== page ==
James Intriligator

James Intriligator

Professor of the Practice
Director, Human Factors Engineering Program

James Intriligator is the director of Tufts’ Human Factors Engineering Program and a Professor of the Practice in the Department of Mechanical Engineering (School of Engineering). He joined Tufts in 2016 to lead the university’s renowned Human Factors Engineering program into its next phase of innovation and growth. Intriligator is the author of over 50 publications in fields as diverse as neuroscience, neurology, consumer psychology, physics, and literary criticism.

As a Tisch Faculty Fellow, Intriligator will work together with Kevin Oye to create a new hybrid program focused on civic and social engagement. Specifically, they will guide students in researching, designing, and testing strategic social interventions that address civic and social needs. The program will be built around a local approach to design-led social interventions:  rather than addressing issues in other countries, this program will address issues in local communities. Over the course of the year, students will work in teams to research, design, test, and refine interventions in nearby communities in need.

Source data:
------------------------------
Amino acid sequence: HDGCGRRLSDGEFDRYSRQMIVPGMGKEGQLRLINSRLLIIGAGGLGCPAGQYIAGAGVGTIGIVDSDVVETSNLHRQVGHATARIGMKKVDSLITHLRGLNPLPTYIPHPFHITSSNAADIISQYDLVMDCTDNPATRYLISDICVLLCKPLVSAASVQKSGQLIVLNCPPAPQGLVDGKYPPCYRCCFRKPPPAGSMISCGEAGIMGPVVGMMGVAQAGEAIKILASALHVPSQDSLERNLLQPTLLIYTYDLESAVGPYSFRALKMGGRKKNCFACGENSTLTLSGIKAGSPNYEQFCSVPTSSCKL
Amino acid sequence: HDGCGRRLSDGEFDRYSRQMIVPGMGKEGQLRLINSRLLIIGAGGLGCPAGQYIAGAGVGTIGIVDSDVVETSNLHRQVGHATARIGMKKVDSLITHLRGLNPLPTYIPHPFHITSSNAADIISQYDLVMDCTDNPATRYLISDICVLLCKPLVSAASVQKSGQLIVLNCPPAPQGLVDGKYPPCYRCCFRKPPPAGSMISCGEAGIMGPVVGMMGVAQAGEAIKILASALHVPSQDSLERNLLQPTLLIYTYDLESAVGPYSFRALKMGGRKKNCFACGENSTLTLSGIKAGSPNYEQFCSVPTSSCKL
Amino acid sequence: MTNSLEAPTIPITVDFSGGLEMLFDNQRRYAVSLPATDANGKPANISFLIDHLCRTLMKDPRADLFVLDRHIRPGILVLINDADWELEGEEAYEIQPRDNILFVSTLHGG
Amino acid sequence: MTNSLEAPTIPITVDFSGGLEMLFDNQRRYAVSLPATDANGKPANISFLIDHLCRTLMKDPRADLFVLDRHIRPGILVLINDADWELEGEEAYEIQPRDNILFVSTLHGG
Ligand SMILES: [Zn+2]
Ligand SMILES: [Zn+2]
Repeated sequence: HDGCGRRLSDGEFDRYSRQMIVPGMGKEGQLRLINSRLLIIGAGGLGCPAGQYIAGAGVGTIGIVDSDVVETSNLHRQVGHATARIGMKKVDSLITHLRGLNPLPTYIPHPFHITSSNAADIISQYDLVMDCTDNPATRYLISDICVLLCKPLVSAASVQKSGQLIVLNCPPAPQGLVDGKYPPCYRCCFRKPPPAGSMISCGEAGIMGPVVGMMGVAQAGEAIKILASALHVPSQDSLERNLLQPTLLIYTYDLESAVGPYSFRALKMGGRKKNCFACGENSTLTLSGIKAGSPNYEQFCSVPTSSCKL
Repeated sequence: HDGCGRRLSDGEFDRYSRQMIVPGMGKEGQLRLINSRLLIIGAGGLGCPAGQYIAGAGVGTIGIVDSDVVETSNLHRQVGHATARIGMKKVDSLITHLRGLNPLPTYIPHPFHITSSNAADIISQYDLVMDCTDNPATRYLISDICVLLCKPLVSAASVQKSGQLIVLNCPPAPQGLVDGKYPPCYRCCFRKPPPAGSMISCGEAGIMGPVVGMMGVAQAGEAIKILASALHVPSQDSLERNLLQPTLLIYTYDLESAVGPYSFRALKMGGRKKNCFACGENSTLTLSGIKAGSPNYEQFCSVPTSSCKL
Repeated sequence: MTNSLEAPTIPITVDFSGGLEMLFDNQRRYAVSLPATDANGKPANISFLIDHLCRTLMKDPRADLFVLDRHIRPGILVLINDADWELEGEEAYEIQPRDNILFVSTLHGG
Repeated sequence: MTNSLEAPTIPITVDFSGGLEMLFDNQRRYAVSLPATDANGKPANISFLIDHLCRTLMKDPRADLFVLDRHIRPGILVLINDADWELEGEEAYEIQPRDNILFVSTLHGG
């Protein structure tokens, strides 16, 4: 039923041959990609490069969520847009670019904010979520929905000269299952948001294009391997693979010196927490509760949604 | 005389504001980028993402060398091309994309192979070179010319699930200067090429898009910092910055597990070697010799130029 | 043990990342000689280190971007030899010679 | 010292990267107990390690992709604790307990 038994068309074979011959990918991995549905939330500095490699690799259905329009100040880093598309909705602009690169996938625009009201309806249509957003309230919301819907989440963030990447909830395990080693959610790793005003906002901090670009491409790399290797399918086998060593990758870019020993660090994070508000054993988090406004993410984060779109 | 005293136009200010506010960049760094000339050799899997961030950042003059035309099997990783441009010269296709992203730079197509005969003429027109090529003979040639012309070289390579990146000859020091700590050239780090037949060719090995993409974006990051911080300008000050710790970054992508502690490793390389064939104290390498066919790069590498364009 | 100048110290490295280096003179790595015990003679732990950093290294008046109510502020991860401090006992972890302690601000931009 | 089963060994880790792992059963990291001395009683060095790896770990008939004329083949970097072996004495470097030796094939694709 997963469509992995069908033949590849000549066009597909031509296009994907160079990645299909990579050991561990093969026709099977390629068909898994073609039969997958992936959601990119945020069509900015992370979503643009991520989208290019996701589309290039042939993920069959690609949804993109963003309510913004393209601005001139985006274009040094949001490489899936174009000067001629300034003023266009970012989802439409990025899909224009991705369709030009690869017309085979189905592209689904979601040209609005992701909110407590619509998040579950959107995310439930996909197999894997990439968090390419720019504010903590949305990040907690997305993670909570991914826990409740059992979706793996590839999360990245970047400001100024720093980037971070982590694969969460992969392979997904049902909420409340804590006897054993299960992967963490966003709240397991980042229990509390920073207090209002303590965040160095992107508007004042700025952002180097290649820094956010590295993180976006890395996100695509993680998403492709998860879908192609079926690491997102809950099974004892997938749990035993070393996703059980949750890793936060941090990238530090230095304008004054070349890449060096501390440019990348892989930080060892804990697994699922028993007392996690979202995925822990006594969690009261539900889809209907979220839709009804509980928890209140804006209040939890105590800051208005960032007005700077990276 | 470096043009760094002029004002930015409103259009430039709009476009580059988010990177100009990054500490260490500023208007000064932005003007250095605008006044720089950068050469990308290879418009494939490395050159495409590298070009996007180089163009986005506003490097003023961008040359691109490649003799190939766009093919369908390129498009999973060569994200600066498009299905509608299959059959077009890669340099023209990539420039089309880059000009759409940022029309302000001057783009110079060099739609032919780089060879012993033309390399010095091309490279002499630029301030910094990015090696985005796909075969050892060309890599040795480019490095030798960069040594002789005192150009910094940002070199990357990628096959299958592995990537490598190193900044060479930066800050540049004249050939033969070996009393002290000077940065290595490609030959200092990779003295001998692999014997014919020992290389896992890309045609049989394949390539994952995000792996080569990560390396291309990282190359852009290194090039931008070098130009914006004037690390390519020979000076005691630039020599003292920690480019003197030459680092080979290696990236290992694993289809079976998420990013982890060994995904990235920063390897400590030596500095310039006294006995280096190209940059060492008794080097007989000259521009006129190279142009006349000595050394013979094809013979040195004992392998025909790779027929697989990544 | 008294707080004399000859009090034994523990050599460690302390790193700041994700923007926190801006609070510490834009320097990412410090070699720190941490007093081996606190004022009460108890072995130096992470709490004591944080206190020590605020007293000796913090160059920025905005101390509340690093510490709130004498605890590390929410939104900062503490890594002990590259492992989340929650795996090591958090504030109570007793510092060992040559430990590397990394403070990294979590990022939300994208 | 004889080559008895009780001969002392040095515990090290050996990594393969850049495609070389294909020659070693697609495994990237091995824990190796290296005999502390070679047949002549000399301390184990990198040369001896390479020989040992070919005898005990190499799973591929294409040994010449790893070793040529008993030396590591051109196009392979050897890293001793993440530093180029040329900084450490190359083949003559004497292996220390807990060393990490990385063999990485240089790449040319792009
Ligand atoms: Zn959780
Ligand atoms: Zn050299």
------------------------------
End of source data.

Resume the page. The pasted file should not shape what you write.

Elena Naumova

Elena Naumova

Professor and Chair

Elena N. Naumova is a Professor of Mathematics and Chair of Nutrition Data Science Division at the Friedman School of Nutrition Science and Policy. She is the founder of the Tufts Initiative for the Forecasting and Modeling of Infectious Diseases. She collaborates with experts in epidemiology, immunology, environmental, and computer sciences to model the spread of infections and health responses to climate change on the local, regional, and national levels. As a Tisch Faculty Fellow, Naumova will explore how data science connects with civic engagement. In the first half of the project, she will examine the issues of equity and inclusiveness in disaster risk reduction strategies with respect to data access, sharing, and communication. In the second half of the project, she will work with faculty and students to frame discussions on a broad spectrum of questions related to ethical dimensions of data sharing, access and communication, and on producing “actionable knowledge.”